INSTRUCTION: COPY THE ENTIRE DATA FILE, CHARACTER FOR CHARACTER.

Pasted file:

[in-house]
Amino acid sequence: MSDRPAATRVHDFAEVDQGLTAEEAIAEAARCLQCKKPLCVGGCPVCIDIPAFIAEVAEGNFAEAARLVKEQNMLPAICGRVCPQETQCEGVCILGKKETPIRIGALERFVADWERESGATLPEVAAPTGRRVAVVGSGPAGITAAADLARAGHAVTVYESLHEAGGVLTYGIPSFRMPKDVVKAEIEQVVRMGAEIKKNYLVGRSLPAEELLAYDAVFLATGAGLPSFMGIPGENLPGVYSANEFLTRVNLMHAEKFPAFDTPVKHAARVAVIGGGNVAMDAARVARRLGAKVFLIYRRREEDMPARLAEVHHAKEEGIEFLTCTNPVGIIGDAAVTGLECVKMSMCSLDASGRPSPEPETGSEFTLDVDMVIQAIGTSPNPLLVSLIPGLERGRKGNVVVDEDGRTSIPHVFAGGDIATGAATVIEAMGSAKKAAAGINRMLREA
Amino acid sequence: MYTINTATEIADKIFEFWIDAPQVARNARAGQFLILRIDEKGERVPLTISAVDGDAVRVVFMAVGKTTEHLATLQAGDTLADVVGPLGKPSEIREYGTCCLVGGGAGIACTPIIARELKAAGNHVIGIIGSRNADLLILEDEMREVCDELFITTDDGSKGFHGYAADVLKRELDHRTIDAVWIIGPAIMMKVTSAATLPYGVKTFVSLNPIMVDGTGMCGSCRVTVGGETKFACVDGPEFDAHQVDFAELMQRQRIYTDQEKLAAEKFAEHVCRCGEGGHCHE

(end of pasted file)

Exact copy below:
[in-house]
Amino acid sequence: MSDRPAATRVHDFAEVDQGLTAEEAIAEAARCLQCKKPLCVGGCPVCIDIPAFIAEVAEGNFAEAARLVKEQNMLPAICGRVCPQETQCEGVCILGKKETPIRIGALERFVADWERESGATLPEVAAPTGRRVAVVGSGPAGITAAADLARAGHAVTVYESLHEAGGVLTYGIPSFRMPKDVVKAEIEQVVRMGAEIKKNYLVGRSLPAEELLAYDAVFLATGAGLPSFMGIPGENLPGVYSANEFLTRVNLMHAEKFPAFDTPVKHAARVAVIGGGNVAMDAARVARRLGAKVFLIYRRREEDMPARLAEVHHAKEEGIEFLTCTNPVGIIGDAAVTGLECVKMSMCSLDASGRPSPEPETGSEFTLDVDMVIQAIGTSPNPLLVSLIPGLERGRKGNVVVDEDGRTSIPHVFAGGDIATGAATVIEAMGSAKKAAAGINRMLREA
Amino acid sequence: MYTINTATEIADKIFEFWIDAPQVARNARAGQFLILRIDEKGERVPLTISAVDGDAVRVVFMAVGKTTEHLATLQAGDTLADVVGPLGKPSEIREYGTCCLVGGGAGIACTPIIARELKAAGNHVIGIIGSRNADLLILEDEMREVCDELFITTDDGSKGFHGYAADVLKRELDHRTIDAVWIIGPAIMMKVTSAATLPYGVKTFVSLNPIMVDGTGMCGSCRVTVGGETKFACVDGPEFDAHQVDFAELMQRQRIYTDQEKLAAEKFAEHVCRCGEGGHCHE